ICA at Home

Explore hands-on art-making, writing, and close looking activities to work on at home.
Get creative!

Visit the ICA 

Learn more about visiting the ICA, visitor guidelines and safety protocol, admission and hours, parking and transportation, accessibility, and more here

Free Admission for Youth 

Youth 18 and under always receive FREE museum admission. The ICA is committed to providing access to the art and artists of our time—and we do this with the incredible support of our community. 

Free admission for families

When accompanied by kids 12 and under, up to 2 adults per family are admitted free the last Saturday of every month (except November and December). See the event calendar for program details. 

See, play, make!


When visiting the galleries, check our Art Lab at Home page for gallery activities to use on your phone or tablet while exploring the galleries with kids—like Close Looking activities.  


Join us the last Saturday of each month for Play Dates! Free for families, Play Dates offer a full day of activities—including hands-on art-making, performance, films, and more. See our calendar for a schedule of upcoming Play Dates and other kid-centric events. Play Dates occur every month except December. 

On the last Saturday of each month museum admission is FREE for families when accompanied by kids ages 12 and under, with up to 2 adults per family. Limited timed tickets are available in-person on the day of the event. Check the calendar for more details


Do the kiddos like to draw? Bring a pencil and paper to sketch during your museum visit—please note pens are not allowed in the galleries. Step outside to our Grandstand during the warmer months and sketch the harbor views. 

The Bank of America Art Lab is located on the first floor of the building and is the museum’s studio classroom space. The Art Lab is where schools and groups visit for hands-on art-making experiences. When the Art Lab is open, museum visitors of all-ages are invited to explore seasonal artist’s exhibitions and experience hands-on art-making.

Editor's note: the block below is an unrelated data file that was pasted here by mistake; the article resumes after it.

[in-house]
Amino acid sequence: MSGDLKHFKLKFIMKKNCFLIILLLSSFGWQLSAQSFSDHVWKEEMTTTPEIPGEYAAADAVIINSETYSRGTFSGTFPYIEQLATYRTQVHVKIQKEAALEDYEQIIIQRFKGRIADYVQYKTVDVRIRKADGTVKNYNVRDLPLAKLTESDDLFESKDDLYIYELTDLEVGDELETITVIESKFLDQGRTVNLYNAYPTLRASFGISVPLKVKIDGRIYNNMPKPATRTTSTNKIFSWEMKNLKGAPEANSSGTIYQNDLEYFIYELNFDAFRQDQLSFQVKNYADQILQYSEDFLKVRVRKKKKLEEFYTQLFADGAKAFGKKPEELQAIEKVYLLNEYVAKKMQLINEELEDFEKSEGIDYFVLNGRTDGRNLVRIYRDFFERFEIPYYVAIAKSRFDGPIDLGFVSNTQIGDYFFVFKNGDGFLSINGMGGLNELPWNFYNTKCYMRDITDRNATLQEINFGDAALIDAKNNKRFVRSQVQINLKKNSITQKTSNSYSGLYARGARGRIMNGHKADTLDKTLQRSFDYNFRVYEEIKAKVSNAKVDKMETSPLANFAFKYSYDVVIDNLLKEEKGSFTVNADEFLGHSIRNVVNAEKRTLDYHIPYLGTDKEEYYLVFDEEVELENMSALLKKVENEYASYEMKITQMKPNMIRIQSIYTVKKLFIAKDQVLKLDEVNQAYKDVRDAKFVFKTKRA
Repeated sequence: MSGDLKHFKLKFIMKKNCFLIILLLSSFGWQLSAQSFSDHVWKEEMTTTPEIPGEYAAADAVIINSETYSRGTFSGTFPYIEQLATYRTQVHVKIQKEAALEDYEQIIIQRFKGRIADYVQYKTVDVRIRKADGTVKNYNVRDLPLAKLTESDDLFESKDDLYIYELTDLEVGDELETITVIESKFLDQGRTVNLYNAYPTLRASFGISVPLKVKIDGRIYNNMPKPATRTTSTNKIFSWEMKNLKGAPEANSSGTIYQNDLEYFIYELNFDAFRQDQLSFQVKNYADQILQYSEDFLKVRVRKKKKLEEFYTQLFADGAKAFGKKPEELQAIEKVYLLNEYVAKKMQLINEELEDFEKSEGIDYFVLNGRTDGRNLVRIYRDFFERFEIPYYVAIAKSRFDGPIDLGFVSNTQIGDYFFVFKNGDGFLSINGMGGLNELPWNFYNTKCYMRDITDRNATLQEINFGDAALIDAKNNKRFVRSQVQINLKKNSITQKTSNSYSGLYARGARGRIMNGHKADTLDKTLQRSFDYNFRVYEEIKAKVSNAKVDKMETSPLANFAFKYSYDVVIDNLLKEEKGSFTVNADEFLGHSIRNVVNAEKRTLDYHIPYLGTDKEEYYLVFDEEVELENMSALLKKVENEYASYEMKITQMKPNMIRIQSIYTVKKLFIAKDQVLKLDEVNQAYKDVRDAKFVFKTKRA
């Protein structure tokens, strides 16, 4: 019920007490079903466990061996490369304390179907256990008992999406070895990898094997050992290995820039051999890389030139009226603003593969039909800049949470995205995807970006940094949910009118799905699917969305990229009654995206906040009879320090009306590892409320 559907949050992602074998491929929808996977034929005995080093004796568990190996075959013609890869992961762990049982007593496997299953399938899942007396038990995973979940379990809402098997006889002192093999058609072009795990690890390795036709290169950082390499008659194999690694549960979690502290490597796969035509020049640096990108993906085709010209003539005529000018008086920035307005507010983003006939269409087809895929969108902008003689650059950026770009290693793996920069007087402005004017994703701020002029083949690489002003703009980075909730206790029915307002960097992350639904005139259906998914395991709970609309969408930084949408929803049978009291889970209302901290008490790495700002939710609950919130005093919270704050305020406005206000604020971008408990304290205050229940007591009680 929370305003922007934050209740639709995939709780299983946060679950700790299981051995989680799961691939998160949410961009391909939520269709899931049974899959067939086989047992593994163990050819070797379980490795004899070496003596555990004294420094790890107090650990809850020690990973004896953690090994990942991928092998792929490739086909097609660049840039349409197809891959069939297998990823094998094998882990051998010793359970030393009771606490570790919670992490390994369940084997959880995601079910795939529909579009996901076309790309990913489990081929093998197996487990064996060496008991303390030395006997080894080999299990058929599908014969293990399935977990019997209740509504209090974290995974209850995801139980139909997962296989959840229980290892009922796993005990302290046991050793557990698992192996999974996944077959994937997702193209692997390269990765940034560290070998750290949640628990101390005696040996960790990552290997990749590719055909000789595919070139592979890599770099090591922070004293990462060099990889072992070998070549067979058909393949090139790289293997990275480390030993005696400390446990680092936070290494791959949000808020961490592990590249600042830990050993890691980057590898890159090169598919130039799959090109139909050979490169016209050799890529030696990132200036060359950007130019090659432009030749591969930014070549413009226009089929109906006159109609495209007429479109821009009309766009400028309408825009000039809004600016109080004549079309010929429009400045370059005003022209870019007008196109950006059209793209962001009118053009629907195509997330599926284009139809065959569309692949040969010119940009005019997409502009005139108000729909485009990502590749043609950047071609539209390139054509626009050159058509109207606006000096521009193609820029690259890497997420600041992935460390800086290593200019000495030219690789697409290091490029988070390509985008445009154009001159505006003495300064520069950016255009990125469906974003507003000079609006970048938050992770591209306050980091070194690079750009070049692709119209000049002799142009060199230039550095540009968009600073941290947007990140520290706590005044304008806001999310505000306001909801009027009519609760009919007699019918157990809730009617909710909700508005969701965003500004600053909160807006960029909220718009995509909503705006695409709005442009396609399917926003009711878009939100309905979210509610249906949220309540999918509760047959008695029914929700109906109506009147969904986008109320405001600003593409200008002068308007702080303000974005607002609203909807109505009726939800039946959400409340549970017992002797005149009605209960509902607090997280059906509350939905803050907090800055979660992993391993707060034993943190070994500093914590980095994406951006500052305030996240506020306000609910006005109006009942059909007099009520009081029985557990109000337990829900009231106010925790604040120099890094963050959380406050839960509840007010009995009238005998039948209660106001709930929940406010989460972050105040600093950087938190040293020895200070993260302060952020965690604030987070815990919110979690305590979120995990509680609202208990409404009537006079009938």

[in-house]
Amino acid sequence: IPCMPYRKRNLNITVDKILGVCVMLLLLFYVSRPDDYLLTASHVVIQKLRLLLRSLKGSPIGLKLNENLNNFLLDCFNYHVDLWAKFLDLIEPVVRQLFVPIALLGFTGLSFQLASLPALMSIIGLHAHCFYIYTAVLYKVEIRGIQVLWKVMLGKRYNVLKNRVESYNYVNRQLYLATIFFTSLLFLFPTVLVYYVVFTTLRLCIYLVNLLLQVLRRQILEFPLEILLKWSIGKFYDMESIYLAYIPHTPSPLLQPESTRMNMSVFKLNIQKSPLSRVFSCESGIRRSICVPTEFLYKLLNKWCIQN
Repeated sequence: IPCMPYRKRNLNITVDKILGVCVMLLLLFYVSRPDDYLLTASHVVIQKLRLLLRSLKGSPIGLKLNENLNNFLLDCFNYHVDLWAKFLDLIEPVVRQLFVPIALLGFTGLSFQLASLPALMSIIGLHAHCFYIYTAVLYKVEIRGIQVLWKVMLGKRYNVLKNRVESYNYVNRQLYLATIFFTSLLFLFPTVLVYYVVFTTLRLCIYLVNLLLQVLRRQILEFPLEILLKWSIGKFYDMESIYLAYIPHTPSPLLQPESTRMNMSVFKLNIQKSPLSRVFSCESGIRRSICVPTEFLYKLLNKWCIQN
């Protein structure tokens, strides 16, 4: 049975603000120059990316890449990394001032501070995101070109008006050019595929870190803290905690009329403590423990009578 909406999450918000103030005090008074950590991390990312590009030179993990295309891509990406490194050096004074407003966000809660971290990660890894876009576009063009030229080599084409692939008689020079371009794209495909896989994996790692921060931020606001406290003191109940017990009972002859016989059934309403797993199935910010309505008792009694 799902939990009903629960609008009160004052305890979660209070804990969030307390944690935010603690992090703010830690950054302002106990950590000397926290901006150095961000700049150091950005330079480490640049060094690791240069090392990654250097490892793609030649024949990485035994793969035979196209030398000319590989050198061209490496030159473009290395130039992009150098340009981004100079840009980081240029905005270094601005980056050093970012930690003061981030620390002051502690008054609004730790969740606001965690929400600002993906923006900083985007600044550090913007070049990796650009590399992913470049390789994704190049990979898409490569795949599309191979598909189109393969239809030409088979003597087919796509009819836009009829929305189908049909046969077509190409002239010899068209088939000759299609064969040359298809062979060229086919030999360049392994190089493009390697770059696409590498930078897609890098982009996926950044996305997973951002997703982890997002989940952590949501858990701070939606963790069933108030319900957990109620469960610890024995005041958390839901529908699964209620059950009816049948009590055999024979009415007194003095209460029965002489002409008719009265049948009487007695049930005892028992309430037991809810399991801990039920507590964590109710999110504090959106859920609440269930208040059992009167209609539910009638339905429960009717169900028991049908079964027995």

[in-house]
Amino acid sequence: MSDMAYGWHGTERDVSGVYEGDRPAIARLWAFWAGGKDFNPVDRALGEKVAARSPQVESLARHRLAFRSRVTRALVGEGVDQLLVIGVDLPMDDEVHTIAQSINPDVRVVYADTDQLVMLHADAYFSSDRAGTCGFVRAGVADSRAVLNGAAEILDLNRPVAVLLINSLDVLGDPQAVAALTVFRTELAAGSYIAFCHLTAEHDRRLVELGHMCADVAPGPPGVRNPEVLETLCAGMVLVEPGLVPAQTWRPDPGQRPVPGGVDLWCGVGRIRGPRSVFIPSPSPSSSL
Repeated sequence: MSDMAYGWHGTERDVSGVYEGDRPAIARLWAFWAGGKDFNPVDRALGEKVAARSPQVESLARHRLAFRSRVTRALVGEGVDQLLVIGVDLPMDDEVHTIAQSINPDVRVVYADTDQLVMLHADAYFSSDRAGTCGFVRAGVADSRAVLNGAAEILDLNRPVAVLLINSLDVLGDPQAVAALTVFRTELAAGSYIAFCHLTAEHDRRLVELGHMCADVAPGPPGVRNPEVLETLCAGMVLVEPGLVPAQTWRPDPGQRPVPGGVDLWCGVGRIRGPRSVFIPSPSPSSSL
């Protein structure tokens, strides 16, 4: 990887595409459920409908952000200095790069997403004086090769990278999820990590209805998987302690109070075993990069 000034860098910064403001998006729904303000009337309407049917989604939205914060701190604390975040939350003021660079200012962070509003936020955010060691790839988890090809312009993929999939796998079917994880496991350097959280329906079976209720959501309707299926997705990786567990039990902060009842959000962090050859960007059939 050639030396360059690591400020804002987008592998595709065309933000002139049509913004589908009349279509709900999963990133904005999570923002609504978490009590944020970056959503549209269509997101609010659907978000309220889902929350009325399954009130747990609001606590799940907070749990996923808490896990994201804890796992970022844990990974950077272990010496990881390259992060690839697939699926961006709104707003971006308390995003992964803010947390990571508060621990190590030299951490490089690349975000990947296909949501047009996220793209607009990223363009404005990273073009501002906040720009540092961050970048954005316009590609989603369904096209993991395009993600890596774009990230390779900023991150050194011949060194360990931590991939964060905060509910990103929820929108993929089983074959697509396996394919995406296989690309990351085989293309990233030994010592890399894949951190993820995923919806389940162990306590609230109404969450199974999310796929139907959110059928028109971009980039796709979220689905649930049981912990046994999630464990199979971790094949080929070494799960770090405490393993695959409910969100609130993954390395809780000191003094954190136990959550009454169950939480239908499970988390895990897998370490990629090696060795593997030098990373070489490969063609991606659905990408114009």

Family-friendly tips

Please ask!

Have questions about something you see? The Visitor Assistants stationed in every gallery are there to help. Ask away!

Please walk, and hold hands.

Please no running inside the museum. We don’t want kids to get hurt or bump into the art by accident! If you have a child under the age of five, please hold his or her hand when in the galleries.

Please talk—quietly.

We love to hear conversation in the galleries; please talk with inside voices.

Please don’t touch. (Unless signs say otherwise!)

This is to protect the objects from being damaged and also because our fingers have natural oils that can leave harmful prints on artworks. Also, contemporary art uses a wide variety of media, which may include staining, toxic, and/or sharp materials. Instead, encourage your child to think about how it was made and imagine what it feels like.

If a member of the ICA staff asks you or your child to step away from a work of art, please respect the request. 

It is the job of ICA Security Guards and Visitor Assistants to protect the art—and protect you!

Practical matters

Changing stations

Changing stations are located in both the women’s and men’s restrooms on the first and fourth floors. 


Strollers are permitted throughout the ICA. For safety, please do not leave strollers unattended, unless in a designated “stroller-check” area during events. The ICA is not responsible for strollers left in self-check.

Food and drink

Due to Covid restrictions, food service at the ICA is suspended at this time, and we ask that visitors refrain from eating and drinking in the building. Visitors may eat and drink on the covered Grandstand behind the museum. There are also restaurants, coffee shops, and more located nearby to meet various tastes and price points. Explore the options here to learn what else the neighborhood has to offer. 


Parents may nurse anywhere they feel comfortable, including in the first floor lobby; chairs are provided in the restrooms. 

ICA Kids and Family programs are supported, in part, by Vivien and Alan Hassenfeld, the Hassenfeld Family Foundation, the Willow Tree Fund, and Raymond T. & Ann T. Mancini Family Foundation.